Man, there certainly are an awful lot of hormones flying around the room in the videogaming community at the moment.
Months behind the zeitgeist as ever, I've only just caught up on the whole "Dickwolves" business. If you don't know what that means, catch up here. Just be ready to lose any last shreds of hope in humanity you might have had.
Though it all happened last summer, I first heard of the story this weekend, via Jim Rossignol's weekly "Sunday Papers" post on the ever-splendid Rock, Paper, Shotgun. Bemused, I messaged him to ask if I'd missed a link somewhere, or if that one innocuous comic strip was really all it had taken to kick off such a ridiculous shitstorm. He sadly confirmed the latter.
Now, let's set some parameters here. I absolutely loathe the fairly recent casualisation of the word "rape", particularly in videogaming circles. I squirm in embarrassment when I hear some dimwit proclaim how he was "raped" by an opponent in some FPS game, and it makes me angry too.
Rape is about as vile as crimes get, and as such the word still retains some considerable – arguably unique – power. (Just ask Julian Assange, who as yet has not been so much as charged with any crime, far less found guilty of one, but has been the subject of some truly appalling character-assassinating journalism from people who should know better.)
That's as it should be, and doing anything which reduces that power makes you a pretty despicable lifeform in my book. But that isn't what the Penny Arcade strip did. It used the word "rape" to refer to rape, and in so much as it can be said to address the subject, it makes it clear that it's a bad thing. Whether the strip is funny, whether it's bad taste, those are subjective and different issues, and if you don't like it that's fine.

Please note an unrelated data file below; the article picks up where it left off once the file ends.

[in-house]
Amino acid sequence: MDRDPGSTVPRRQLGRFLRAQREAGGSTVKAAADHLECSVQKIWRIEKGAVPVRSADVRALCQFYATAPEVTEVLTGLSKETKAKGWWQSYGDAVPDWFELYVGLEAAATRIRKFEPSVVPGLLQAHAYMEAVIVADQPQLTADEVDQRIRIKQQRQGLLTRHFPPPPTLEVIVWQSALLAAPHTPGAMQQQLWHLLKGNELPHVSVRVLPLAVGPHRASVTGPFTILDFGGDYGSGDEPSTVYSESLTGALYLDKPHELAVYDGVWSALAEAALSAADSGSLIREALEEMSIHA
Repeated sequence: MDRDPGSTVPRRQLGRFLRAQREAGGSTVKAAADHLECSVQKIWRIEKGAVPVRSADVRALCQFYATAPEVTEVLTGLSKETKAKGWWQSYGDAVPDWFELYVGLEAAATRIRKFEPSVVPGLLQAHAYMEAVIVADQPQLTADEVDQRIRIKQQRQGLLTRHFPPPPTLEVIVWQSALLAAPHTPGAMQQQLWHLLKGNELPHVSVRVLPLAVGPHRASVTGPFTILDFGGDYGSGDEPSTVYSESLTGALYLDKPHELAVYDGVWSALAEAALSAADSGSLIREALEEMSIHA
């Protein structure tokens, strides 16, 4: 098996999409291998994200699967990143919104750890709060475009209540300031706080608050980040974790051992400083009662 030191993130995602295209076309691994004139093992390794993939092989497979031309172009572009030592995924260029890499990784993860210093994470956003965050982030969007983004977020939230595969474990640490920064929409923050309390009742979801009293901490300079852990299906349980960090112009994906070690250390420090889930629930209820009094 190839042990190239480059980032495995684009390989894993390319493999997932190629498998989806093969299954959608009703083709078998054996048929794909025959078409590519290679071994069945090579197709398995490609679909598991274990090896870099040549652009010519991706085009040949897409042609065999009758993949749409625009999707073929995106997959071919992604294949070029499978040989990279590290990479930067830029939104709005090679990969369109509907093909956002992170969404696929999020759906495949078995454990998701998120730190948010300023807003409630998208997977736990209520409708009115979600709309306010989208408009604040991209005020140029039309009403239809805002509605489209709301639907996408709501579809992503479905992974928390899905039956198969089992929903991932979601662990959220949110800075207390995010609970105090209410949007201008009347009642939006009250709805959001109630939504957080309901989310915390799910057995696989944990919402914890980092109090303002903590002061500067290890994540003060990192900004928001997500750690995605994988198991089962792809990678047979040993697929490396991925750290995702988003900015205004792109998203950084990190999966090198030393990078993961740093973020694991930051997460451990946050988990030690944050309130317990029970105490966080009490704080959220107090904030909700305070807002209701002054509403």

(In fact, the point it's attempting to make is an entirely honourable one about the odd moral standards found in online MMORPGs. The entire business isn't unlike the way Sensible Software were attacked for using a poppy on the box of the first Cannon Fodder despite the game actually handling the deaths of soldiers in what for a videogame was a remarkably and untypically sensitive and respectful way. But I digress.)
The initial criticism that kicked off the whole fiasco, though, attacked the strip on a ludicrously inaccurate premise:
"But unlike Gabe killing Tycho so he doesn't have to share a video game, a slave being raped is a real thing that happens in the world every day."
When challenged in the comments over this fatuous claim, the author further asserted with equally dismissive idiocy that "People who get beaten aren't subject to denial of justice" – apparently never having been out in any city centre on a Saturday night – and adding "Real-life beatings are (most often) treated as a very serious subject – real life rape isn't."